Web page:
Sure, sure, you're hopelessly, helplessly in love with your iPod. That doesn't mean your precious doesn't have pimples. What about iPod's notorious lack of endurance between recharges, the sealed case that means you may have to scrap the thing if the internal battery dies, and the proprietary digital-music format that joins you at the hip to Apple's iTunes online store? Apple may hold more than 60% of the market for hard drive--based digital-music players, but even iPod devotees may have wandering eyes--and competitors are crying "Pick me!" by delivering fetching new digital-music players that adopt some of the benchmark's strengths while offering more flexibility and features.
Leading the iPod-killer list is Sony's NW-HD3 Network Walkman, a player that attacks Apple at its stylishly minimalist core. Sony engineers understand that consumers want products that look as good as they sound, and the 20-GB NW-HD3 reflects that with its slim, anodized-aluminum casing. The player offers excellent sound and a menu that's easy to navigate using a four-way directional button. The company claims the player can go 30 hours without recharging. But Sony style means Sony price: at $349, the NW-HD3 costs $50 more than Apple's 20-GB iPod and is the same price as the 30-GB iPod photo--yet unlike the latter, the Sony has no color screen.
Craving more than monochrome? The display's the thing on Toshiba's Gigabeat MEG F20--a gorgeous, 2.2-in. color screen that can crisply handle JPEG images, slick menu icons and even animated graphics that pulsate in synch with your music. Unlike the Sony and Apple players, which are closely bound to the companies' Sony Connect and iTunes Music Store, the Gigabeat can download songs from most music sites, and there's a forthcoming $449 version with an enormous 60 GB of memory.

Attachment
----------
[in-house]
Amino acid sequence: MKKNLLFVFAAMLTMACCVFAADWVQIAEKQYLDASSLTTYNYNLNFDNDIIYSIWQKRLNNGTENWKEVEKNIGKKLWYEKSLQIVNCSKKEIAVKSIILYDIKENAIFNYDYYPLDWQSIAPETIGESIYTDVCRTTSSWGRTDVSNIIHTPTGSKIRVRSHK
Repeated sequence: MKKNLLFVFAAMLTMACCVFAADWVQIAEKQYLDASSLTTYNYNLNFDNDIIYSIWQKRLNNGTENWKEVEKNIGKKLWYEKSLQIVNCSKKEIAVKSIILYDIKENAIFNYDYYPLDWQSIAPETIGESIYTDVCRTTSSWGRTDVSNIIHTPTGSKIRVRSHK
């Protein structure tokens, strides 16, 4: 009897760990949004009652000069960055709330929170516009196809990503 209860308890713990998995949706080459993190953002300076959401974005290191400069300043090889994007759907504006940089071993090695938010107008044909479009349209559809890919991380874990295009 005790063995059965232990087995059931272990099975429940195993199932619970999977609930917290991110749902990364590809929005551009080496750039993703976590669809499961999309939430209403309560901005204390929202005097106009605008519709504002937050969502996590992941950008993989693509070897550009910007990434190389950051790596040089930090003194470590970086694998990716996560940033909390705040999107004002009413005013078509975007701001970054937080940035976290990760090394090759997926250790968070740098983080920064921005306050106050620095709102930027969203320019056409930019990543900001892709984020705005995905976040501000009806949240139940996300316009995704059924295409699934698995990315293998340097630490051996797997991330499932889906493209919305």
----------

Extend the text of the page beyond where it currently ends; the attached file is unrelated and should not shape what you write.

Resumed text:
Not all of us want to spend that kind of cash on a pocket player. Less memory equals lower price; a 5-GB hard drive can store up to 2,500 songs, enough for many people, which is one reason the iPod mini is as popular as its big brother. That's also why the mini is attracting competition from devices such as the iRiver H10. (An iRiver ad campaign features headphone-wearing models biting into apples over the tag line SWEETER ONE.) The H10 is about the same size as the mini, has about the same storage capacity and likewise comes in designer colors, but it offers features that Apple doesn't: a removable Li-Ion battery, a 1.5-in. color LCD, an FM radio tuner and voice recording. At the CeBIT electronics show in Germany last month, iRiver's parent company announced that it would introduce 20-GB and 1-GB versions, starting at $440 and $270, respectively.
Another iPod mini challenger is the Zen Micro, made by Singapore-based Creative Technology. Like the H10, the Zen Micro sports an FM radio and audio/voice recording. The unit has a solid feel, a sharp, white-backlit screen and an easy-to-understand menu rivaling Apple's famously user-friendly interface. At $250, the 6-GB version costs the same as a 6-GB iPod mini; it's also smaller, plays tunes in the Windows Media Audio format as well as MP3, and when you throw in the radio and recording features, it might be a better deal.